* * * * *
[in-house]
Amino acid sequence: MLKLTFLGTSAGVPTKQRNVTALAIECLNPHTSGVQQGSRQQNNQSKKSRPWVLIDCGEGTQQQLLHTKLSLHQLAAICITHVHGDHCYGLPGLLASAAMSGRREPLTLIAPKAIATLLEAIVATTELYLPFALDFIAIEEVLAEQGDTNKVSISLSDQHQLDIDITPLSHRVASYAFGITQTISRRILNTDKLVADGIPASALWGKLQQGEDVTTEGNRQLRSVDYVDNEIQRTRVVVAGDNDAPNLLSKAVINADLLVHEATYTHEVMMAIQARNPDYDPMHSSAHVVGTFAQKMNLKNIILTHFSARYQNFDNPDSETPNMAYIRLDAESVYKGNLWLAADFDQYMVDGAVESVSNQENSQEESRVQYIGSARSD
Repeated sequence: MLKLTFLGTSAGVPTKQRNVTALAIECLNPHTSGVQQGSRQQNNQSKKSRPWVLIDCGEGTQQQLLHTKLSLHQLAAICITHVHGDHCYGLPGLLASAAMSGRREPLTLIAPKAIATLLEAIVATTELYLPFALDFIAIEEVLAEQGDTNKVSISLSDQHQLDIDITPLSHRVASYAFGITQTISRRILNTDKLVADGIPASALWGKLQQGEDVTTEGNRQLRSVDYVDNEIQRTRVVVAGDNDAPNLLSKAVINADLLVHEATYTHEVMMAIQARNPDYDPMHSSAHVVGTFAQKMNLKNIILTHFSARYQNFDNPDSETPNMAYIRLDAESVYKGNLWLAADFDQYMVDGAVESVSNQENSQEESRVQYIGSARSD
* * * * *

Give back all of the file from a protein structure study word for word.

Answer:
[in-house]
Amino acid sequence: MLKLTFLGTSAGVPTKQRNVTALAIECLNPHTSGVQQGSRQQNNQSKKSRPWVLIDCGEGTQQQLLHTKLSLHQLAAICITHVHGDHCYGLPGLLASAAMSGRREPLTLIAPKAIATLLEAIVATTELYLPFALDFIAIEEVLAEQGDTNKVSISLSDQHQLDIDITPLSHRVASYAFGITQTISRRILNTDKLVADGIPASALWGKLQQGEDVTTEGNRQLRSVDYVDNEIQRTRVVVAGDNDAPNLLSKAVINADLLVHEATYTHEVMMAIQARNPDYDPMHSSAHVVGTFAQKMNLKNIILTHFSARYQNFDNPDSETPNMAYIRLDAESVYKGNLWLAADFDQYMVDGAVESVSNQENSQEESRVQYIGSARSD
Repeated sequence: MLKLTFLGTSAGVPTKQRNVTALAIECLNPHTSGVQQGSRQQNNQSKKSRPWVLIDCGEGTQQQLLHTKLSLHQLAAICITHVHGDHCYGLPGLLASAAMSGRREPLTLIAPKAIATLLEAIVATTELYLPFALDFIAIEEVLAEQGDTNKVSISLSDQHQLDIDITPLSHRVASYAFGITQTISRRILNTDKLVADGIPASALWGKLQQGEDVTTEGNRQLRSVDYVDNEIQRTRVVVAGDNDAPNLLSKAVINADLLVHEATYTHEVMMAIQARNPDYDPMHSSAHVVGTFAQKMNLKNIILTHFSARYQNFDNPDSETPNMAYIRLDAESVYKGNLWLAADFDQYMVDGAVESVSNQENSQEESRVQYIGSARSD